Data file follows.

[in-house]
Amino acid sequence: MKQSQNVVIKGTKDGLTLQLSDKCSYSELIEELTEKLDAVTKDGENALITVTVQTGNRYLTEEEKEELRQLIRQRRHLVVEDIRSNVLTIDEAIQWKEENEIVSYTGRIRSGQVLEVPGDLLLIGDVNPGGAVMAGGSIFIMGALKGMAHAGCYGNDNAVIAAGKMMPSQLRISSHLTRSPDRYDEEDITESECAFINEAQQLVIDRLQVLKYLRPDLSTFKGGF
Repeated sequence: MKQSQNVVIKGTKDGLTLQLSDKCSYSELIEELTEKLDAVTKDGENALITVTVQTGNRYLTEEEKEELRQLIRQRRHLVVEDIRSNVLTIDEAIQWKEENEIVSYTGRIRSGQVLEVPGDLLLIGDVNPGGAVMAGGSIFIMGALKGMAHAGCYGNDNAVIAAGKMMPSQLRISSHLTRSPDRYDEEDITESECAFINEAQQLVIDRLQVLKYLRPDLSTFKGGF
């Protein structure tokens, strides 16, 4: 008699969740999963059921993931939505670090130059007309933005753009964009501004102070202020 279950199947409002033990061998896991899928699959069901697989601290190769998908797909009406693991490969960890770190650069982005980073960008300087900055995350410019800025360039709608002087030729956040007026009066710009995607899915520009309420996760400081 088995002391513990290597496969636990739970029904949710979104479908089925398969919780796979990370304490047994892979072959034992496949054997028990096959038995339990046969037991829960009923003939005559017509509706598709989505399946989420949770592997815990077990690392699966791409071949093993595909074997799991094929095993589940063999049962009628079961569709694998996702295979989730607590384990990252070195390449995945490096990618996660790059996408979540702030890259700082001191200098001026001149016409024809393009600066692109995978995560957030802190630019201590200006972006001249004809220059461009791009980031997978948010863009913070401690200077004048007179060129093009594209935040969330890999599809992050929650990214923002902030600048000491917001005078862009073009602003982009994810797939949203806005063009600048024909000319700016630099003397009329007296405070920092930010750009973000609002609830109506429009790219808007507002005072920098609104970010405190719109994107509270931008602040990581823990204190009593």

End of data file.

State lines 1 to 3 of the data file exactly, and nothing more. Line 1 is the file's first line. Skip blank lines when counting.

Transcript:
[in-house]
Amino acid sequence: MKQSQNVVIKGTKDGLTLQLSDKCSYSELIEELTEKLDAVTKDGENALITVTVQTGNRYLTEEEKEELRQLIRQRRHLVVEDIRSNVLTIDEAIQWKEENEIVSYTGRIRSGQVLEVPGDLLLIGDVNPGGAVMAGGSIFIMGALKGMAHAGCYGNDNAVIAAGKMMPSQLRISSHLTRSPDRYDEEDITESECAFINEAQQLVIDRLQVLKYLRPDLSTFKGGF
Repeated sequence: MKQSQNVVIKGTKDGLTLQLSDKCSYSELIEELTEKLDAVTKDGENALITVTVQTGNRYLTEEEKEELRQLIRQRRHLVVEDIRSNVLTIDEAIQWKEENEIVSYTGRIRSGQVLEVPGDLLLIGDVNPGGAVMAGGSIFIMGALKGMAHAGCYGNDNAVIAAGKMMPSQLRISSHLTRSPDRYDEEDITESECAFINEAQQLVIDRLQVLKYLRPDLSTFKGGF